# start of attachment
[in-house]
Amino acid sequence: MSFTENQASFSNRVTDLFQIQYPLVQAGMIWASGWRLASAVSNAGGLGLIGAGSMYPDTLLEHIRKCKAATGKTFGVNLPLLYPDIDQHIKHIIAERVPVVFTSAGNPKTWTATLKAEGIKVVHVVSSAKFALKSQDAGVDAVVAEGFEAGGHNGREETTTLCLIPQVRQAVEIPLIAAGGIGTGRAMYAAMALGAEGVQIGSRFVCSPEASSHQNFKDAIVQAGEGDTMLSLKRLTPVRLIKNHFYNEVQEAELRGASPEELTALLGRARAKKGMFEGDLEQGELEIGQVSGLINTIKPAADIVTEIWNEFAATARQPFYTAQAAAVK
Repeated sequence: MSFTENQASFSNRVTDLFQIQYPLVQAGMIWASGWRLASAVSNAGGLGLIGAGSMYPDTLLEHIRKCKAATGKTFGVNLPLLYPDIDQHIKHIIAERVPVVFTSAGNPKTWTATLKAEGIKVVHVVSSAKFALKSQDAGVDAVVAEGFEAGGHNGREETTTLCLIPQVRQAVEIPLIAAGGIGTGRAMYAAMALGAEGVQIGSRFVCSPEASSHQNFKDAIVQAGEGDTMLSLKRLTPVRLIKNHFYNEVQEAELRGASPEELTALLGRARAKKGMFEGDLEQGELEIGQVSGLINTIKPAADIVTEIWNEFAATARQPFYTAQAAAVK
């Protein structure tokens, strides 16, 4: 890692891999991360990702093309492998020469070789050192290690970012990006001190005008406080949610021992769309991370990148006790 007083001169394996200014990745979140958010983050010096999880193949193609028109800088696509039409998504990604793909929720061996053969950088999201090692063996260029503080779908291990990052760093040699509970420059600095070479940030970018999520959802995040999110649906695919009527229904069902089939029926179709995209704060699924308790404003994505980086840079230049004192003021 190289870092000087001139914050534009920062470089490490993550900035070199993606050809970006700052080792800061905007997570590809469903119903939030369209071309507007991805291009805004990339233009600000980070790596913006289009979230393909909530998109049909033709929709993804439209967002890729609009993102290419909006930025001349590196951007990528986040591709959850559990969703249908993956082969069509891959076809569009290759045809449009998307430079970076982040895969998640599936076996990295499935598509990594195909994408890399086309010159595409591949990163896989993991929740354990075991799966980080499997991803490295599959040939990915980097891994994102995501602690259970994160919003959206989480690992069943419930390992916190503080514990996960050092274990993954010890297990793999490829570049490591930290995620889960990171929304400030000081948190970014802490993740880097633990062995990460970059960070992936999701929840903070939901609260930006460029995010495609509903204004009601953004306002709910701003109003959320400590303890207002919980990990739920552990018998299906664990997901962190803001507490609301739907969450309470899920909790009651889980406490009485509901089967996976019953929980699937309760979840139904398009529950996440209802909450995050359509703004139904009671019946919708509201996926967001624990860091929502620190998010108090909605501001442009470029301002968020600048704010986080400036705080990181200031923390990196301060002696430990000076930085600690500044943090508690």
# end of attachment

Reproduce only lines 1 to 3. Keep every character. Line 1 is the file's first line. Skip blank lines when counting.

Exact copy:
[in-house]
Amino acid sequence: MSFTENQASFSNRVTDLFQIQYPLVQAGMIWASGWRLASAVSNAGGLGLIGAGSMYPDTLLEHIRKCKAATGKTFGVNLPLLYPDIDQHIKHIIAERVPVVFTSAGNPKTWTATLKAEGIKVVHVVSSAKFALKSQDAGVDAVVAEGFEAGGHNGREETTTLCLIPQVRQAVEIPLIAAGGIGTGRAMYAAMALGAEGVQIGSRFVCSPEASSHQNFKDAIVQAGEGDTMLSLKRLTPVRLIKNHFYNEVQEAELRGASPEELTALLGRARAKKGMFEGDLEQGELEIGQVSGLINTIKPAADIVTEIWNEFAATARQPFYTAQAAAVK
Repeated sequence: MSFTENQASFSNRVTDLFQIQYPLVQAGMIWASGWRLASAVSNAGGLGLIGAGSMYPDTLLEHIRKCKAATGKTFGVNLPLLYPDIDQHIKHIIAERVPVVFTSAGNPKTWTATLKAEGIKVVHVVSSAKFALKSQDAGVDAVVAEGFEAGGHNGREETTTLCLIPQVRQAVEIPLIAAGGIGTGRAMYAAMALGAEGVQIGSRFVCSPEASSHQNFKDAIVQAGEGDTMLSLKRLTPVRLIKNHFYNEVQEAELRGASPEELTALLGRARAKKGMFEGDLEQGELEIGQVSGLINTIKPAADIVTEIWNEFAATARQPFYTAQAAAVK